“This slices the soil and clay below ground level with basically zero damage to the grass on top,” Mawyer said. “Some years we use deep-tine aeration devices to provide a similar outcome. We overseed with a variety of grass species, usually fescue and rye. We typically have a blend of fescue, rye and Bermuda on the Lawn and we fertilize to promote root growth, top growth and a deep green color.”
The landscapers adhere to a strict nutrient management plan, sampling the soil providing only the nutrients that the samples show are lacking.
“There are laws in place to ensure only minimum amounts of nitrogen, potassium and phosphorous are applied to help protect local waterways and the [Chesapeake] Bay from excessive runoff,” Mawyer said. “We have always minimized the use of herbicides on the Lawn, allowing for a blend of other species to mix in with the grasses. We now have initiatives to support our designation as a Bee Grounds, so we are actively allowing more of the flowering species, such as clover and dandelion, to blend in.”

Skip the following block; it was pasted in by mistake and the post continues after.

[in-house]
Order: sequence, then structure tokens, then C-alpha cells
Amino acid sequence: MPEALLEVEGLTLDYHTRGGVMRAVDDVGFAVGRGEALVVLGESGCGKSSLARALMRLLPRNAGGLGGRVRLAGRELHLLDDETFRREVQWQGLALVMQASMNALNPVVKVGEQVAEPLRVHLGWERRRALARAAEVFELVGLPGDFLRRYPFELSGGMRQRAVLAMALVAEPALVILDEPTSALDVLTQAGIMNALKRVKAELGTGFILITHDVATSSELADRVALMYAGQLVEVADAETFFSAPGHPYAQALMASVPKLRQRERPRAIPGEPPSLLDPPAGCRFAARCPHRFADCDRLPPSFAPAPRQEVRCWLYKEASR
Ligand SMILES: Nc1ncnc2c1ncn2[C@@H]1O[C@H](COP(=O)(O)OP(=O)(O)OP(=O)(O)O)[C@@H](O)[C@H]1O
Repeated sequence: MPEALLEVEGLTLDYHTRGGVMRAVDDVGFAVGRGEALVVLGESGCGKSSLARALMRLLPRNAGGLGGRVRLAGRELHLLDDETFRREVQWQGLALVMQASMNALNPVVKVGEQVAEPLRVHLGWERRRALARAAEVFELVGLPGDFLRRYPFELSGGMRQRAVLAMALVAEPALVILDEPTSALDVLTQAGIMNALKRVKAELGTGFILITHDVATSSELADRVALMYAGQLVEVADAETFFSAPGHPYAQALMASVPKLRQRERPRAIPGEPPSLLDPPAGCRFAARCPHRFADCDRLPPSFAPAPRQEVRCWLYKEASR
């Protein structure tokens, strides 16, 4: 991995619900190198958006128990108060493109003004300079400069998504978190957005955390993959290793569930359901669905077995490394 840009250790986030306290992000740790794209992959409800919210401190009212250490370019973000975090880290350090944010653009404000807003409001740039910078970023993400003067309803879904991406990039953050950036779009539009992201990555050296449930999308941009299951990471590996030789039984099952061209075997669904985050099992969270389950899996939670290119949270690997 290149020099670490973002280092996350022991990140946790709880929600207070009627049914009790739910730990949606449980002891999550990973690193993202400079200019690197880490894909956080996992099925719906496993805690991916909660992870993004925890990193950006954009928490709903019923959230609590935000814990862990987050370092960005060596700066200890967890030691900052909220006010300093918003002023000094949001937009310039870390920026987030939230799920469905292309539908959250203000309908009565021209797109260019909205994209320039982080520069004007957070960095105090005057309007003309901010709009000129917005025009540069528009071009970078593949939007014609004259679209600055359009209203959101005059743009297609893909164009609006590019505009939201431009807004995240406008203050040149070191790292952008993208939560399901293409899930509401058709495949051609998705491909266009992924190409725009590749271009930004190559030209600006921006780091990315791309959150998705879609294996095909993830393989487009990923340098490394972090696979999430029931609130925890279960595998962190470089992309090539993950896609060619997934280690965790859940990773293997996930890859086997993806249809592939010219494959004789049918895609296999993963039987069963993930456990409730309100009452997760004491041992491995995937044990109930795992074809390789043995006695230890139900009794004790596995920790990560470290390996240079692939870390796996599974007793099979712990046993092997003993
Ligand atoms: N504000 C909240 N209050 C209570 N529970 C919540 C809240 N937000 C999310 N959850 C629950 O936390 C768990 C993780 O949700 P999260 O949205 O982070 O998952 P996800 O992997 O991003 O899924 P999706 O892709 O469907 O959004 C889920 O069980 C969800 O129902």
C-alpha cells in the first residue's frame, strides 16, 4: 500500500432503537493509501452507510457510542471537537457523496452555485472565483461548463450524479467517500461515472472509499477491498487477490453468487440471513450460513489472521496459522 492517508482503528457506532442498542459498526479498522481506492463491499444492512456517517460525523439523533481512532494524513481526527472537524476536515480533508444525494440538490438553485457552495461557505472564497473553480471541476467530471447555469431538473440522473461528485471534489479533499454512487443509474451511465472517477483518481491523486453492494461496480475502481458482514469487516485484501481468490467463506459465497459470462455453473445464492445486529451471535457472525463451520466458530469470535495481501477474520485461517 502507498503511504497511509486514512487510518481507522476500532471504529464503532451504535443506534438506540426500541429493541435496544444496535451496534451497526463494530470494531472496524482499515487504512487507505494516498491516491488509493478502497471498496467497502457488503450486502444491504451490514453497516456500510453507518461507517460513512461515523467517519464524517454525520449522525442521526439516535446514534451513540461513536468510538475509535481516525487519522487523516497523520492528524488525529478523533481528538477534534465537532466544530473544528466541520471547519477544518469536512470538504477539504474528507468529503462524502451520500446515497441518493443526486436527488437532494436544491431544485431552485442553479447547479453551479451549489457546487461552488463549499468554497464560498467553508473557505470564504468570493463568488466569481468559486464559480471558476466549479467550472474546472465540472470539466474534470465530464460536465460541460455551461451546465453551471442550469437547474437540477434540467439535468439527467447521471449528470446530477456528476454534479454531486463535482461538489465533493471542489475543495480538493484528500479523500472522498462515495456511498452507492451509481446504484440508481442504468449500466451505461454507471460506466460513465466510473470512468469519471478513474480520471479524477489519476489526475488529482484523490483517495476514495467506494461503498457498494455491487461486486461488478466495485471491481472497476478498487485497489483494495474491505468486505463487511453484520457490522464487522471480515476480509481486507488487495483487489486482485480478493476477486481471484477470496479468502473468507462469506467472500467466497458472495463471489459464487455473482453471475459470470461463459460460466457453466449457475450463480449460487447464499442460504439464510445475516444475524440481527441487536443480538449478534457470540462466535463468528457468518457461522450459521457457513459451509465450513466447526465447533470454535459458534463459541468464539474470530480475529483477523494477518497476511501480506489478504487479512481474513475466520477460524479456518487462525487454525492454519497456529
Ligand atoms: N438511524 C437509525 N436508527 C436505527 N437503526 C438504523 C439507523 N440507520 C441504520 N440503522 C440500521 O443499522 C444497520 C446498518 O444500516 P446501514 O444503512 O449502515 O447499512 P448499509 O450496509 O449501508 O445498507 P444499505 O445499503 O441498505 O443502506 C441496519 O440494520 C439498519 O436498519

And once this is done, mowing and maintenance are required to keep the grass lush.
“We typically mow every seven to 10 days, based on weather, to maintain the grass height at 3.5 inches,” Mawyer said. “Slightly taller grass blades hold up better to foot traffic, compaction and the general wear and tear of an active space. It will also perform better in high heat and drought-like conditions, if left slightly taller.”